A demonic barber, a dashing troubadour and a sage stage manager will all be passing through our town next week. Sweeney Todd at the Fox, Chevalier — Maurice and Me around the corner at Cabaret at the Sheldon and Our Town on the main stage of the Loretto-Hilton Center should make for a varied weekend of theater. Because the runs of all three shows are too brief to warrant reviewing, let's talk about them now.
With a glorious score by Stephen Sondheim and a spooky book by Hugh Wheeler, Sweeney Todd, The Demon Barber of Fleet Street is one of the most-admired yet least-staged musicals of recent decades. Despite wide critical acclaim, the original Broadway production in 1979 never sold out a single performance until after it won eight Tony Awards four months into its run. That first national tour, in which Angela Lansbury repeated her tour de force star turn as the pie-loving Mrs. Lovett, was also a commercial disappointment. The first stop in San Francisco shuttered two weeks early owing to poor business. Which perhaps helps to explain why the Fox is only offering this latest version, which re-creates the 2005 revival, for four performances. But heck, you only need one. See it now or wait until who knows when. (I don't think Sweeney is scheduled for either the Muny or Stages St. Louis next summer.)
Tony Sandler will bring his considerable Belgian charm to the Sheldon for a homage to the ultimate boulevardier, Maurice Chevalier. Back in the 1960s, when Chevalier's love affair with America was at its crest (Gigi, Fanny), Sandler was the debonair half of a popular nightclub duo. (Ralph Young delivered the comedy.) On August 8, 1974, Sandler & Young were headlining at a summer tent theater in Cleveland for which I was the publicist. That night President Richard Nixon's televised speech to the nation announcing his resignation coincided with our intermission. The opening-act comedian finished his stint in time for us to pipe the live audio of Nixon's resignation into the tent. We followed the speech with an extended intermission — which was made all the longer when we learned that Sandler & Young refused to go onstage after such a compelling event. At which point the theater owner shared a few persuasively terse words with his two reluctant stars. Eventually they did appear — to a tumultuous response. A memorable evening indeed, and a telling lesson about our need for entertainment in times of national trauma.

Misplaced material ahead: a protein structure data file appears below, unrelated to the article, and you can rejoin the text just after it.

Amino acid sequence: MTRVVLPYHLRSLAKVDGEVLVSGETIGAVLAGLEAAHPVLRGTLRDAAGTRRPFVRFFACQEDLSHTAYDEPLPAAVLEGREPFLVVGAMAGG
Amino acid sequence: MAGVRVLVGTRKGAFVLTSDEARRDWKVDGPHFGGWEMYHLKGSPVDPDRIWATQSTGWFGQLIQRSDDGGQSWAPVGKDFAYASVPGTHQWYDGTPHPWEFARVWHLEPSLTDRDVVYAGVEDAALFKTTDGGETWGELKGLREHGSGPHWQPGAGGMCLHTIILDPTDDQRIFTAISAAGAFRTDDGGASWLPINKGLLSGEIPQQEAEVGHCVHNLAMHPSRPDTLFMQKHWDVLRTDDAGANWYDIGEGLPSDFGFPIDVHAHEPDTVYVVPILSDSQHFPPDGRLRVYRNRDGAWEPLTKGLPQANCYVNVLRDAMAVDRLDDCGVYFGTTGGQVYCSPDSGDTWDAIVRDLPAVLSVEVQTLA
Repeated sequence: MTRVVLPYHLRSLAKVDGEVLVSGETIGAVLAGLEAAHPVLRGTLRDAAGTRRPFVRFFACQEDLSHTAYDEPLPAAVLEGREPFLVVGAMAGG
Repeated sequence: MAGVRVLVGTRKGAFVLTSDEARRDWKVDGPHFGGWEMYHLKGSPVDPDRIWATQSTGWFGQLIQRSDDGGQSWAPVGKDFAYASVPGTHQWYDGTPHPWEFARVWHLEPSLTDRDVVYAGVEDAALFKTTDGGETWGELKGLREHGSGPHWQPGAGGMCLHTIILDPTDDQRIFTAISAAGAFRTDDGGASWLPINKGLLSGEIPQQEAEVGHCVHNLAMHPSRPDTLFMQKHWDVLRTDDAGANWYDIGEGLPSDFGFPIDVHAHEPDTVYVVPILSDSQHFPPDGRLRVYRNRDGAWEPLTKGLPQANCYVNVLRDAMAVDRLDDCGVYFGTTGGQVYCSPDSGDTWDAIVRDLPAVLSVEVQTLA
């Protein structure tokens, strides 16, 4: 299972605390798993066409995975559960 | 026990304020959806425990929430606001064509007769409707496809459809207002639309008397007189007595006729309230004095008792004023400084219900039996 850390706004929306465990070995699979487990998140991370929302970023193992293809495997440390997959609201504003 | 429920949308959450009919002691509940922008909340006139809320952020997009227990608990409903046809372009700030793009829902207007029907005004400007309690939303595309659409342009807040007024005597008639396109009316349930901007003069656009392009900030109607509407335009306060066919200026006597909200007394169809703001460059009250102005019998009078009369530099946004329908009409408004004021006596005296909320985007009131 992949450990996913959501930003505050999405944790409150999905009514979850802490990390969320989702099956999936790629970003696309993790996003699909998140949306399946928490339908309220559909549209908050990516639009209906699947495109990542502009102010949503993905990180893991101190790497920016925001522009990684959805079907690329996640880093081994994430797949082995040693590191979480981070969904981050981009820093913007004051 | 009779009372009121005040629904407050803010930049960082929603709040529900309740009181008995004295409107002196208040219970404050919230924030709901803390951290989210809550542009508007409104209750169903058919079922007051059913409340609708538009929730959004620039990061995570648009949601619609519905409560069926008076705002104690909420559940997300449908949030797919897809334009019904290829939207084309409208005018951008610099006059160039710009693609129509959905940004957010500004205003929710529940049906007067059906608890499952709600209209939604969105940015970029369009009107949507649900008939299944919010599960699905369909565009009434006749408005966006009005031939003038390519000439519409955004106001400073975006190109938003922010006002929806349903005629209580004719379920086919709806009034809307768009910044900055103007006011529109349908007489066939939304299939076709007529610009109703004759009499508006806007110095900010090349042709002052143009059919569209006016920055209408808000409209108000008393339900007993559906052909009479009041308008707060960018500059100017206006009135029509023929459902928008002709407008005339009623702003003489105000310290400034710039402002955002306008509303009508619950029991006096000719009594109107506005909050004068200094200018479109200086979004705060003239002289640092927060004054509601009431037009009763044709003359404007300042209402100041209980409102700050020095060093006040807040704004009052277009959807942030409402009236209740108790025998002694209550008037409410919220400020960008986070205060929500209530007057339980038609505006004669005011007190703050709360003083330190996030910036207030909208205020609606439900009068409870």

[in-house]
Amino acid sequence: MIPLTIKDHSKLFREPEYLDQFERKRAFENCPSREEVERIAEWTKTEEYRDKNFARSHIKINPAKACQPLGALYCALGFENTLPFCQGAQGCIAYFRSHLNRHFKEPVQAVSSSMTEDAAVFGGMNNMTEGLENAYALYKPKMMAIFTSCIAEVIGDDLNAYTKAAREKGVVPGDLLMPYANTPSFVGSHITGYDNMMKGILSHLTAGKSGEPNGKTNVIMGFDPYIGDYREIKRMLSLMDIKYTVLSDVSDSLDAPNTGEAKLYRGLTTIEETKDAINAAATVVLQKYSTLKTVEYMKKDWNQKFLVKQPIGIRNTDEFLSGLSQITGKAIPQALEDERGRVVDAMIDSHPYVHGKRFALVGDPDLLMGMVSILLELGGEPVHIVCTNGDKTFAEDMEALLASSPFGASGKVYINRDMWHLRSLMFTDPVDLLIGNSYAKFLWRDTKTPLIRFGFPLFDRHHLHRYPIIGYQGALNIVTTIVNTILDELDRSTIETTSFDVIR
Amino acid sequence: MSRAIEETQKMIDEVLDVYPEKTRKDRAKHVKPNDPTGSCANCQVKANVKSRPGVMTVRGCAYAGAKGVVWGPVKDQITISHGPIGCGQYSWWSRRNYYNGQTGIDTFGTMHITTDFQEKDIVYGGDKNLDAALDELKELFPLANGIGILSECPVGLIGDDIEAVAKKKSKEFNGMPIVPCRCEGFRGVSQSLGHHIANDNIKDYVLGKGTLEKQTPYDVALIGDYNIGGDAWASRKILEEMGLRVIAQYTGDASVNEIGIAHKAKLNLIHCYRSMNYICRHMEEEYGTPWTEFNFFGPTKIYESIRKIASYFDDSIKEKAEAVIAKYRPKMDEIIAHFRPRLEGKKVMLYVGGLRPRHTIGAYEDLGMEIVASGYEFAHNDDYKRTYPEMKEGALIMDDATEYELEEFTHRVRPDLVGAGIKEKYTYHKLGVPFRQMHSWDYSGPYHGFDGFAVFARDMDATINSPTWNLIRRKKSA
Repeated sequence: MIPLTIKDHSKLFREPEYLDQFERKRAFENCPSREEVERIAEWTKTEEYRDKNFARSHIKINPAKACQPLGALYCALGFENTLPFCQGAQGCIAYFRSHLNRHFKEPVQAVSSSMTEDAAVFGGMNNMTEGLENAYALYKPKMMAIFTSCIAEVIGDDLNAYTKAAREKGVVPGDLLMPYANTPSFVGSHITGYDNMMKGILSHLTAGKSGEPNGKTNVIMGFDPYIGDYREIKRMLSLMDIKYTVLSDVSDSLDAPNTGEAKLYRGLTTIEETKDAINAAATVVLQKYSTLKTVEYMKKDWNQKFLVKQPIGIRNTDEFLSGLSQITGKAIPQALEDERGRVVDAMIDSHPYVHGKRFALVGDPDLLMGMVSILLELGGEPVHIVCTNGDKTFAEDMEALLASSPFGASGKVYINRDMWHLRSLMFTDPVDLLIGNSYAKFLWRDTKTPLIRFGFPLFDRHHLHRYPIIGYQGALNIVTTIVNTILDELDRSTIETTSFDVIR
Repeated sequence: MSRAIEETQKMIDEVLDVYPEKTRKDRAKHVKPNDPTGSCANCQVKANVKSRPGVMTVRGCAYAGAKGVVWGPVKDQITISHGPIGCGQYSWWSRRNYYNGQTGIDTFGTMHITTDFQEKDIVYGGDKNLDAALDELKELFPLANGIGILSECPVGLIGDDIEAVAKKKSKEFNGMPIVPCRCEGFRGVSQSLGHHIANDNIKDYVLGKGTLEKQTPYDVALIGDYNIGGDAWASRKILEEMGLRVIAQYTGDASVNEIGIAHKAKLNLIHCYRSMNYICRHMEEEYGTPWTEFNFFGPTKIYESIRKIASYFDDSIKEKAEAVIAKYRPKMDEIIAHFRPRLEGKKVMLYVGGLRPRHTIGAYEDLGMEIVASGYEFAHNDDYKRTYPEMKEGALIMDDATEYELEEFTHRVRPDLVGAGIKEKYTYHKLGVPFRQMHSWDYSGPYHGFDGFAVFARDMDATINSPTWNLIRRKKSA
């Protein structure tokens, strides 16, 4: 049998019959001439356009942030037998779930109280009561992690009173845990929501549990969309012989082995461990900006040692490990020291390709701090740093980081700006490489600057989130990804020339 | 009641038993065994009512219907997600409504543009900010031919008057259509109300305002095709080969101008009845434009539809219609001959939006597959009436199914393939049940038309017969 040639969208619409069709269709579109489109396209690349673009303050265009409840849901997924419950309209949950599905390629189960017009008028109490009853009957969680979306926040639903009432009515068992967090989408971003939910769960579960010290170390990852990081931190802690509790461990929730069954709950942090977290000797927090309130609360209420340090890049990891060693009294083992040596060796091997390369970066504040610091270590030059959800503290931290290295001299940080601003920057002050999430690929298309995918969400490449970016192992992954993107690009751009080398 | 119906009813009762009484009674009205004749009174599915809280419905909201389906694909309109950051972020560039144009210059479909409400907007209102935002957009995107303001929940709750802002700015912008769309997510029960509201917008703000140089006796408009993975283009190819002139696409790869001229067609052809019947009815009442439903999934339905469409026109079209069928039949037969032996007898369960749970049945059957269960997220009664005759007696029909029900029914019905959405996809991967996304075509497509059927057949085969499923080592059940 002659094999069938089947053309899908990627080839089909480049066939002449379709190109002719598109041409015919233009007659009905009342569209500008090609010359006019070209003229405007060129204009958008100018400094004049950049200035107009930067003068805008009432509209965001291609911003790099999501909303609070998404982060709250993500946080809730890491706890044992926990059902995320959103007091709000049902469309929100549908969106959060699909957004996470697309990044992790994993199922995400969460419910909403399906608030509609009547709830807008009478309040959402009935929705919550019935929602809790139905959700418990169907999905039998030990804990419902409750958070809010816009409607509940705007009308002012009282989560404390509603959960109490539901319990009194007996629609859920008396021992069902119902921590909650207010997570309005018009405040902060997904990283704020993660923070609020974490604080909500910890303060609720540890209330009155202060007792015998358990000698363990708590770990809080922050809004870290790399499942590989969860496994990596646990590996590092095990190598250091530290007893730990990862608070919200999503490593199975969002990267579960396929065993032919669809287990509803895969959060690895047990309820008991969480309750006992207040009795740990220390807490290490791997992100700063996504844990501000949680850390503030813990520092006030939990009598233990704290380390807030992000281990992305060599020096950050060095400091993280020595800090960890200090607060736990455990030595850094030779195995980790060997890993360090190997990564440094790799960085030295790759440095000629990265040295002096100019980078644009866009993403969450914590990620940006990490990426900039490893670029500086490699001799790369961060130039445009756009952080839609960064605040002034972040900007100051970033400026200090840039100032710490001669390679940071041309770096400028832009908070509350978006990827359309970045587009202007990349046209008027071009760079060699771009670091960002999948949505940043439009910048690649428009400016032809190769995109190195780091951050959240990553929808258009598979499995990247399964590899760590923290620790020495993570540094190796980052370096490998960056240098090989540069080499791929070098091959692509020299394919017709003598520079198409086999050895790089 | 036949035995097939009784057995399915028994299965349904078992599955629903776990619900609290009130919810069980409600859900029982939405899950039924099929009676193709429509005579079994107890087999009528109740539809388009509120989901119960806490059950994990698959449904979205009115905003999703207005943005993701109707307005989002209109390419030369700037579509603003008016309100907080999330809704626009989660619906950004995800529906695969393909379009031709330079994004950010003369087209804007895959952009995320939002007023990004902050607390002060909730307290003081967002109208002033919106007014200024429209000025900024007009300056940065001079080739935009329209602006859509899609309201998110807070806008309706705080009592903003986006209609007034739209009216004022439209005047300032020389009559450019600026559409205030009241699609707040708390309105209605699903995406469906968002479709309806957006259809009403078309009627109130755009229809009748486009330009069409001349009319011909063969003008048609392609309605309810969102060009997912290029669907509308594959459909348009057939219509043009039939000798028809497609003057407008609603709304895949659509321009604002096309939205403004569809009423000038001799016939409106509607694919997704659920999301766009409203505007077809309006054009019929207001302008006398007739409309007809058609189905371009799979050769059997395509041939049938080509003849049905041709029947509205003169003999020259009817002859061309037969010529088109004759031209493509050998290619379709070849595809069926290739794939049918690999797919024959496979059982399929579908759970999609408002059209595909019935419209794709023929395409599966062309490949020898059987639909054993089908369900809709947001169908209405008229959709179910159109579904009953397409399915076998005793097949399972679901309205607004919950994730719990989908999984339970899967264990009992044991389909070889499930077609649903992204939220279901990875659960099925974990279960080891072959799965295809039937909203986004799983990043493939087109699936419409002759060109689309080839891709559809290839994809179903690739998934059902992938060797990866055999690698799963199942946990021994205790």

But for me the most anticipated event of next week is the Webster Conservatory staging of Thornton Wilder's 1938 drama Our Town. No less a theater critic than Albert Einstein — yes, that Albert Einstein — wrote that this eloquent microcosm of American life "touches the soul like a miracle."
Life and death in Grover's Corners, New Hampshire, are presided over by the Stage Manager, a role that has been performed by everyone from Frank Sinatra to Spalding Gray to Paul Newman. Hal Holbrook, who enacted the part on television in 1977, described Our Town as "one of the greatest American plays ever written, if not the best. It's a tremendously powerful, beautiful thing." Holbrook, who forever will be known for his definitive portrayal of Mark Twain, went on to say, "With some roles I feel a sense of ownership. But to play the Stage Manager was a privilege. I felt that I was joining a huge fraternity of actors who have played that part."
The same might be said for viewers. To visit Our Town is to join the vast fraternity of audiences who through these simple characters have come to a heightened awareness of the ephemeral and the eternal in daily existence. To see Our Town done right can be a privilege.
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